Maris Bustamante was born in Mexico City in 1949 to a Mexican mother and a Catalan father, a refugee of the Spanish Civil War. Between 1968 and 1973 she studied at the Escuela Nacional de Pintura, Escultura y Grabado "La Esmeralda." The ferment of the 1970s led Bustamante to cofound the contrarian collective No-Grupo, together with Alfredo Nuñez, Melquiades Herrera, and Rubén Valencia (all b. 1949). No-Grupo began with mail-art interventions and represented Mexico at the 10th Paris Biennale in 1977. Between 1979 and 1983 Bustamante, Nuñez, Herrera, and Valencia realized eleven events, or participatory performances, which they referred to as Montajes de momentos plásticos (Installations of visual moments) to resist imported, foreign classifications. Their work was informed by the ideas of the Peruvian Mexican critic Juan Acha, specifically his notion of arte no-objetual (nonobjectual art). In this context Bustamante developed projects that—through a combination of sardonic, sexually charged humor and references to Mexican popular culture—sought to recalibrate the perceptions and beliefs of mass audiences and affect institutional structures, including family, schools, museums, and politics. Between 1983 and 1993 she was active with the artist Mónica Mayer (b. 1954) in the feminist collective Polvo de Gallina Negra. Throughout the 1990s and 2000s she continued to produce critical performances focused on gender and sexuality, imbued with irony, black humor, and iconoclasm, such as Instantánea con Frida (Snapshot with Frida), broadcast on Mexican television in 1991.
Bustamante is a respected teacher and for more than thirty years has been a professor at the Universidad Autónoma Metropolitana de la Unidad Azcapotzalco. Since the 1990s she has maintained a robust career as a researcher and writer on themes related to conceptual art, performance, and participation. Her writing has appeared in seminal books and exhibition catalogues, including Corpus Delecti: Performance Art of the Americas (2000), Arte [no es] Vida: Actions by Artists of the Americas, 1960–2000 (2008), and Asco: Elite of the Obscure, 1972–1987 (2011). In recent years her work was included in such international exhibitions as Vídeo a la mexicana: De sexo-s, amor y humor (2010), curated by Mónica Mayer for Centro Cultural Montehermoso in Vitoria-Gasteiz, Spain; Perder la forma humana: Una imagen sísmica de los años ochenta en América Latina (2012–13) at Museo Nacional Centro de Arte Reina Sofía in Madrid; and Playing with Fire: Political Interventions, Dissident Acts, and Mischievous Actions (2014–15) at El Museo del Barrio in New York. Bustamante received grants from the Fondo Nacional para la Cultura y las Artes (1990) and Fideicomiso para la Cultura México-Estados Unidos (2001), among others. In the academic year 2008–9 she was a Fulbright Scholar at San Francisco State University. Since 2005 she has directed the Centro de Artes, Humanidades y Ciencias Transdisciplinarias.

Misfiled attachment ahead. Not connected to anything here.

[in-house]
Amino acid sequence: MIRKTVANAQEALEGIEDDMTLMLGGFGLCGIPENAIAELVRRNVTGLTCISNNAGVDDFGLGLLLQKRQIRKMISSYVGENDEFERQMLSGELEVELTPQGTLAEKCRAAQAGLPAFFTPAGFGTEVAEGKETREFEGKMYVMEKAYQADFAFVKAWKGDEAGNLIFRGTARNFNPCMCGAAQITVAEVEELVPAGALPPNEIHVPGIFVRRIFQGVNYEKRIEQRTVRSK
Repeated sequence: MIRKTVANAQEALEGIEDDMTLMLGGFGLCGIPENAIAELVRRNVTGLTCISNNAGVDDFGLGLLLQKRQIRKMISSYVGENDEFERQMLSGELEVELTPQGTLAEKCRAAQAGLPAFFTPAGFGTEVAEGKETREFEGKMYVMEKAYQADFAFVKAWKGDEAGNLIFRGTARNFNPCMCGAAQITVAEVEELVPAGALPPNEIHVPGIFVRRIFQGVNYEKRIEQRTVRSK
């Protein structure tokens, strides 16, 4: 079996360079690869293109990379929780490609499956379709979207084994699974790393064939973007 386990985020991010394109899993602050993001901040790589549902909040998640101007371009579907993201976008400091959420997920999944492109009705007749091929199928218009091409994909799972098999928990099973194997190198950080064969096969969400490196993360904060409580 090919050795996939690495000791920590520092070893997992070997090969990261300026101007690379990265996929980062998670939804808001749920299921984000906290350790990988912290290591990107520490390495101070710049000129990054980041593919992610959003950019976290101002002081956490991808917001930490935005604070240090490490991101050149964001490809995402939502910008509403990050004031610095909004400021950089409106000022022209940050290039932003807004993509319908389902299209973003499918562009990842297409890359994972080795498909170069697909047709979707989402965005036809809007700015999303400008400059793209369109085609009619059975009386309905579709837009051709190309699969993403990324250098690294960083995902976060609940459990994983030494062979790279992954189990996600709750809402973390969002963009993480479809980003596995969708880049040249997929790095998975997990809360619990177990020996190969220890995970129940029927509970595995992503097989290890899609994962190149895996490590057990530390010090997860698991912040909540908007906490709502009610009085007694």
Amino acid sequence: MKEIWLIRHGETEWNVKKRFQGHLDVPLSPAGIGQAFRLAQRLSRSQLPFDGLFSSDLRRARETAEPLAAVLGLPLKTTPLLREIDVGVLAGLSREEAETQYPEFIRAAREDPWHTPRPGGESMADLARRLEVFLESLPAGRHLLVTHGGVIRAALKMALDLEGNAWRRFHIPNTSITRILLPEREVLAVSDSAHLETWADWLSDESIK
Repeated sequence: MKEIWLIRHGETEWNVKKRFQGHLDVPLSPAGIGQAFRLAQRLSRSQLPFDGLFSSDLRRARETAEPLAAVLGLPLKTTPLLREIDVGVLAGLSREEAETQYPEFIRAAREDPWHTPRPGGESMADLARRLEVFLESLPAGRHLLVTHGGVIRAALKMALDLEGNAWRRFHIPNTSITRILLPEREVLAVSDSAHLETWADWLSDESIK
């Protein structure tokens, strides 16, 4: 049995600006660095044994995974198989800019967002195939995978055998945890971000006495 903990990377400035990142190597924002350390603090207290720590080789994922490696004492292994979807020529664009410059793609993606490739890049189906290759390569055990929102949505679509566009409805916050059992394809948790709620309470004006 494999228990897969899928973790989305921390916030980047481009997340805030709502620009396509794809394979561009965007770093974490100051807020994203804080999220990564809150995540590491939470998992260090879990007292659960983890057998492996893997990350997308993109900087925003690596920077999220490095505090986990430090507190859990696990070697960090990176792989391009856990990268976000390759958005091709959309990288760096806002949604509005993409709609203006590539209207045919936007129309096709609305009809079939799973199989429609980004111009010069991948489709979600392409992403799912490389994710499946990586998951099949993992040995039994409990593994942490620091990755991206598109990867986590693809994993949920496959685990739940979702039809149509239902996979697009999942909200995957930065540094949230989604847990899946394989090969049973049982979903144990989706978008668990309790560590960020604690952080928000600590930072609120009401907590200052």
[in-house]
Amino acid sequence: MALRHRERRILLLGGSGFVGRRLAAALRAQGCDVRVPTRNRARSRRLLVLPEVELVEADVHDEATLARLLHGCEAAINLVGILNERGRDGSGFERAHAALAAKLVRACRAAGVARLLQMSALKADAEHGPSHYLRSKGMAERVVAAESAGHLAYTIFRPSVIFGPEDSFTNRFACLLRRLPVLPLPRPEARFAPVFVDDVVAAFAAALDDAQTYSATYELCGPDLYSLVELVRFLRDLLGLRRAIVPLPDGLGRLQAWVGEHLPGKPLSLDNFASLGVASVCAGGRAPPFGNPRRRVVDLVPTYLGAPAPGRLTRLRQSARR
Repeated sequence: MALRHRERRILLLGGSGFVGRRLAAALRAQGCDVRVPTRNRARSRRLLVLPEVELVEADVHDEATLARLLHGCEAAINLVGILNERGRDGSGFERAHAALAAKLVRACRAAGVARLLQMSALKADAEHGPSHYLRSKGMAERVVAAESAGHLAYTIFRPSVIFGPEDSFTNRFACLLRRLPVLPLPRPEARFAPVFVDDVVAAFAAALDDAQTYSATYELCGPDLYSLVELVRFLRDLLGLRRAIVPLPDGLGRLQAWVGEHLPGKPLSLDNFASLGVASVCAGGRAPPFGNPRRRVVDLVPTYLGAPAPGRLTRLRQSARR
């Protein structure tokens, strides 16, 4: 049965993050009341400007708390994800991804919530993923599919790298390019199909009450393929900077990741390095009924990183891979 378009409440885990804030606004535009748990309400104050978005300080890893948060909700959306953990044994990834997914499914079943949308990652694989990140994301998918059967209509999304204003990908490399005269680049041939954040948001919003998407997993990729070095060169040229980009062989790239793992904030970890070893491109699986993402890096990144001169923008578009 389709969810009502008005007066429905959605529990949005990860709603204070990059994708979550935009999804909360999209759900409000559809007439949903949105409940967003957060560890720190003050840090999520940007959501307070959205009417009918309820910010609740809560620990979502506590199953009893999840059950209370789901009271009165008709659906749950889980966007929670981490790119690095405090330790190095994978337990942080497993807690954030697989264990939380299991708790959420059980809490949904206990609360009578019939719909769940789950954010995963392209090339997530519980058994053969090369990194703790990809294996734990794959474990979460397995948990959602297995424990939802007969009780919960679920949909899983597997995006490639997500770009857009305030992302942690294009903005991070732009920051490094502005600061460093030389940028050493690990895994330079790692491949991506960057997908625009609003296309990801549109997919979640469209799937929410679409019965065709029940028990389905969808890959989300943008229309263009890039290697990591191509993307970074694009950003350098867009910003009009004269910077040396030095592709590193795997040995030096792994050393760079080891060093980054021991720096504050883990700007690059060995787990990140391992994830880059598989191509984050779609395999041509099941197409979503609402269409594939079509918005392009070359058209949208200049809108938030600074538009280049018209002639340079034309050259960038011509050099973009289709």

Selected Actions and Performances
1979 La patente del taco, Palacio de Bellas Artes and Museo de Arte Moderno, Mexico City
1982 El pene como instrumento de trabajo, Museo de Arte Moderno, Mexico City
1990 Obsenikus, Bar La Bugambilia, Mexico City
1992 Yo Tarzán, Tú América, Mexic-Arte, Austin, TX
2004 Corazón sangriento, Maris Bustamante's kitchen, Mexico City
Bustamante, Maris. "1963–1983: Veinte años de no objetualismos en México." Ramona, June 2008. http://www.ramona.org.ar/node/20993.
Costantino, Roselyn. "Lo erótico, lo exótico y el taco: El reciclaje cultural en el arte y performance de Maris Bustamante." Chasqui 25, no. 2 (1996): 3–18.
Dumit Estévez, Nicolás. "Nicolás Dumit Estévez Interviews Maris Bustamante." Crossfire: Artist Interviews (blog), Museo del Barrio, New York, December 11, 2014. http://www.elmuseo.org/wp-content/uploads/2014/12/maris_by_nicolas_ed_da2.pdf [PDF, 4 pp., 25 KB]
Henaro, Sol. No Grupo: Un zangoloteo al corséartístico. Mexico City: Museo de Arte Moderno, 2011.
Jauregui, Gabriela. "No-grupo." Frieze, no. 137 (March 1, 2011). https://frieze.com/article/no-grupo.